Design of water resources systems in developing countries : the lower Mekong Basin.
Water resources development -- Southeast Asia.
Water resources development -- Mekong River Watershed.
Committee ChairKisiel, Chester C.
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PublisherThe University of Arizona.
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AbstractThis study focuses on the design of water resources systems in developing nations with particular reference to the development of water resources in the Lower Mekong Basin (Khmer Republic, Laos, Thailand, and Republic of South Viet-Nam). The determination of the "best" system in terms of social goals reflecting the economic and social environment of the Mekong countries is the main issue of this dissertation. The imperfection of the usual technique for planning water resources systems, namely, cost-benefit analysis, leads to the use of the standardized cost-effectiveness methodology. To illustrate how the design is accomplished, two distinctly different structural alternatives of possible development in the Lower Mekong Basin are defined. The design process starts from the statements of goals or objectives of water resources development, which are then mapped onto specifications sets in which social needs are represented. Next, the capabilities of alternative systems are determined through simulation in which three 50-year sequences of synthetic streamflow are generated by a first order autoregressive scheme. The two alternatives are then compared using both quantitative and qualitative criteria. To illustrate how a decision in selecting an alternative system could be reached, ranking of criteria by order of preference is demonstrated. With the choice of either a fixed-cost or fixed-effectiveness approach, the decision to select the best alternative system could be made. At this point, the use of a weighting technique, which is a common fallacy of systems analysis, will be automatically eliminated. The study emphasizes that a systematic design procedure of water resources systems is provided by the standardized cost-effectiveness approach, which possesses several advantages. The approach will suggest and help identify the system closest to meeting the desired economic and social goals of the developing countries in the Lower Mekong Basin. In this connection, the approach will help governments in the preparation of programming and budgeting of capital for further investigations and investments. It is believed that the approach will eliminate unnecessary expenses in projects that are planned on an individual basis or by methods used at present. Further, the approach provides an appropriate mechanism for generating essential information in the decision process. Both quantifiable and non-quantifiable criteria are fully considered. The choice of a fixed-cost or fixed-effectiveness approach will determine the trade-off between these criteria. The study recognizes that research to determine appropriate hydrologic models for monthly streamflow generation for tributary projects in the Basin is necessary. This leads to another important area of research which is to find the appropriate number of monthly sequences of streamflow to be generated in relation to number of states and decision variables. Research on the design of computer experiments is necessary to improve simulation as a tool to estimate the quantitative effects of a given project.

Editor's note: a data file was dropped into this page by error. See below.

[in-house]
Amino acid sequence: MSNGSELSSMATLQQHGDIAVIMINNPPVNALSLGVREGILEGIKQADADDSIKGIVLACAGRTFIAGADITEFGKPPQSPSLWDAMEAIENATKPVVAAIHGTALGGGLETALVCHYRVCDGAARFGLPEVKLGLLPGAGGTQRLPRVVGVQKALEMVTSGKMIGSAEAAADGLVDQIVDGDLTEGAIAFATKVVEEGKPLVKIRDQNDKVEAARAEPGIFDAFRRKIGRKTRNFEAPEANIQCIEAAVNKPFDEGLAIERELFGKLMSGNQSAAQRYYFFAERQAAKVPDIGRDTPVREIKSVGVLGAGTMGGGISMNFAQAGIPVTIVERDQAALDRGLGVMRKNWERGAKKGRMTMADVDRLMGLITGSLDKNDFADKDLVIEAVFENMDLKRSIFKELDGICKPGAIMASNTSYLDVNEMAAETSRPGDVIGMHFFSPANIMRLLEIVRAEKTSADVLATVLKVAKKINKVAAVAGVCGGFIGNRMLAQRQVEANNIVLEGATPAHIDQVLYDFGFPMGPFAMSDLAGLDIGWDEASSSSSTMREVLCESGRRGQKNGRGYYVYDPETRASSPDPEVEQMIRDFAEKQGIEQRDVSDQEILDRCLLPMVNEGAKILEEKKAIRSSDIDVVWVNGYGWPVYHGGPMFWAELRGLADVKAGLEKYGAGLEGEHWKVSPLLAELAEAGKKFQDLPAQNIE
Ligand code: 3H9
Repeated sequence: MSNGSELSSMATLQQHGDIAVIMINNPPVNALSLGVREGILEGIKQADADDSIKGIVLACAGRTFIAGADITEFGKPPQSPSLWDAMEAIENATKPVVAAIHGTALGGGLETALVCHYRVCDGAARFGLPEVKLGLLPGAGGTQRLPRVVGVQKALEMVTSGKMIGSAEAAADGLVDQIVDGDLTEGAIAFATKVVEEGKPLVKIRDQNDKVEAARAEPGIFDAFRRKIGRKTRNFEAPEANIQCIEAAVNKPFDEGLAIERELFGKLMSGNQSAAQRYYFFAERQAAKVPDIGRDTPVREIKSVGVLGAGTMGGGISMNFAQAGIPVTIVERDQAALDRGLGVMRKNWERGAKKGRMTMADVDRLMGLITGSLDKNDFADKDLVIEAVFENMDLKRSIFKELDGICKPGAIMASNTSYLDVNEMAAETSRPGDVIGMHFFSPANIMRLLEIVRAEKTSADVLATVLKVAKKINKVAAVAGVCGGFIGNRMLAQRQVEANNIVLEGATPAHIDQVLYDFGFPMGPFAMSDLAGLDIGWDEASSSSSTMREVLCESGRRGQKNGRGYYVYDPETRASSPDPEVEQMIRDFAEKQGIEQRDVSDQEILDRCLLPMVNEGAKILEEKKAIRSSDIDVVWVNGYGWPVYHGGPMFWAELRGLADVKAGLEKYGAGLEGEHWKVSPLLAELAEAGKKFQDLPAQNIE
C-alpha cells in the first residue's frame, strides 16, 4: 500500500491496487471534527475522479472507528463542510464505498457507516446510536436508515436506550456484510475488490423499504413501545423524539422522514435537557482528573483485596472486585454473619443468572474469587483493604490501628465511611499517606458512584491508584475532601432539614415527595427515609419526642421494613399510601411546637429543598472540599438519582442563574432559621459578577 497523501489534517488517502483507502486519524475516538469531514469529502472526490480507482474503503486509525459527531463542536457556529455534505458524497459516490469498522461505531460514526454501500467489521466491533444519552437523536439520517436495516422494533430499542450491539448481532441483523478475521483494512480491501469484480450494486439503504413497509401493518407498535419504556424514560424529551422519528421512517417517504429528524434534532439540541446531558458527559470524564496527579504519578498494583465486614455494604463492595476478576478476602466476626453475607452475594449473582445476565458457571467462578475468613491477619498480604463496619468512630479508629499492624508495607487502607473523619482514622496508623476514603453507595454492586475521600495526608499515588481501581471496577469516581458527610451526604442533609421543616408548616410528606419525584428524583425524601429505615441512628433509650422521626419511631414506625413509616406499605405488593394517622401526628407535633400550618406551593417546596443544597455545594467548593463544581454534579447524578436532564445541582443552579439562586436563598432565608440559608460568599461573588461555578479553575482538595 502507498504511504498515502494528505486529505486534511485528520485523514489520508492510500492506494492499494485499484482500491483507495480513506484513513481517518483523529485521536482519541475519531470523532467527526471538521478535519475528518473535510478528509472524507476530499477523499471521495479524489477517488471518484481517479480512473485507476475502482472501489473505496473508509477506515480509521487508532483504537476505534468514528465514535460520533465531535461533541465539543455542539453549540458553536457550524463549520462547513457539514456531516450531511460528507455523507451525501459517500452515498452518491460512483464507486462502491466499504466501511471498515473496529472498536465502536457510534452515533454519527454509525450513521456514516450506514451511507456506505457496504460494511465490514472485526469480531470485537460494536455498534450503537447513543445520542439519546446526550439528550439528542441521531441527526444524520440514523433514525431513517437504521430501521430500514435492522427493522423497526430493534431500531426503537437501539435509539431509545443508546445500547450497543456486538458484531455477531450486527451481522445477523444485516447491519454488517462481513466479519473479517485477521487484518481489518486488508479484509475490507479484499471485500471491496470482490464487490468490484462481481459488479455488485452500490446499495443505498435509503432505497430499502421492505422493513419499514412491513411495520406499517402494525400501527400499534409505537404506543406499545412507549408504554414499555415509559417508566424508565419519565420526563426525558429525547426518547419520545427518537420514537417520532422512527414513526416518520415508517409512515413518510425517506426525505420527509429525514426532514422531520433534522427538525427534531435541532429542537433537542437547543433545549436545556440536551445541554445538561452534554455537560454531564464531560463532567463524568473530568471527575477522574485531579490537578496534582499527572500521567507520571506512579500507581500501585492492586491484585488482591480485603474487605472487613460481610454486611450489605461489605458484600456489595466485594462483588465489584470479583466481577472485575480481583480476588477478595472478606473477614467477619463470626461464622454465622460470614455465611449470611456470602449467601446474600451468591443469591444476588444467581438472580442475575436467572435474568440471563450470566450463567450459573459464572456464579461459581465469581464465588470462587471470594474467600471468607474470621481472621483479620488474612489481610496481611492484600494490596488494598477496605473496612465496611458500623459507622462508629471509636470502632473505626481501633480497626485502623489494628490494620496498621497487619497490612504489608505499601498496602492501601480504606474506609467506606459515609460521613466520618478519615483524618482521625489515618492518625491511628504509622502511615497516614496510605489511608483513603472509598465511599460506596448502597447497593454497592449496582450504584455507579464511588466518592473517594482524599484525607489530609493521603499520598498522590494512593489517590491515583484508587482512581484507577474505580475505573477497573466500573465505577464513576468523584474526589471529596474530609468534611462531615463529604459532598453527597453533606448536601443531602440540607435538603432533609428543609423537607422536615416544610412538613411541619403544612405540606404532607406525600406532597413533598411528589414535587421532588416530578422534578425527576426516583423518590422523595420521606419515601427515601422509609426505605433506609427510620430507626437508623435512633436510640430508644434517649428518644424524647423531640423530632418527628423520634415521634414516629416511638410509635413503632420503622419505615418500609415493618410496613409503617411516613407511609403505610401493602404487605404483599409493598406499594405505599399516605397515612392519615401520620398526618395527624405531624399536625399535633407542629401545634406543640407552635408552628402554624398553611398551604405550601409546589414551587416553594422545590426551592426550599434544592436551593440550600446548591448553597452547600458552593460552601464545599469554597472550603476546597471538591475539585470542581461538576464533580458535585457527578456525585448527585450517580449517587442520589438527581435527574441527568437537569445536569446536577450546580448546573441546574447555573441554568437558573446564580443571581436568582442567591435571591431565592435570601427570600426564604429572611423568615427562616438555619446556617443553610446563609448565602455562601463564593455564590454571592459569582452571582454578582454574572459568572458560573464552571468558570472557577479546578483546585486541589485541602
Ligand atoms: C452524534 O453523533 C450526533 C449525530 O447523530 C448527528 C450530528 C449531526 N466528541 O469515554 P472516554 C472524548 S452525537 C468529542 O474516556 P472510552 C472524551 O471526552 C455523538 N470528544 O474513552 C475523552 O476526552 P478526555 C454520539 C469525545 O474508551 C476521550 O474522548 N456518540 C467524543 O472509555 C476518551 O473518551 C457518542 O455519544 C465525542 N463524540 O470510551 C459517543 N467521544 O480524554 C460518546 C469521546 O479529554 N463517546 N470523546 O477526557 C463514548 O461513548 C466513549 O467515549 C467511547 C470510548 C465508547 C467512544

Degree NamePh. D.
Degree ProgramHydrology and Water Resources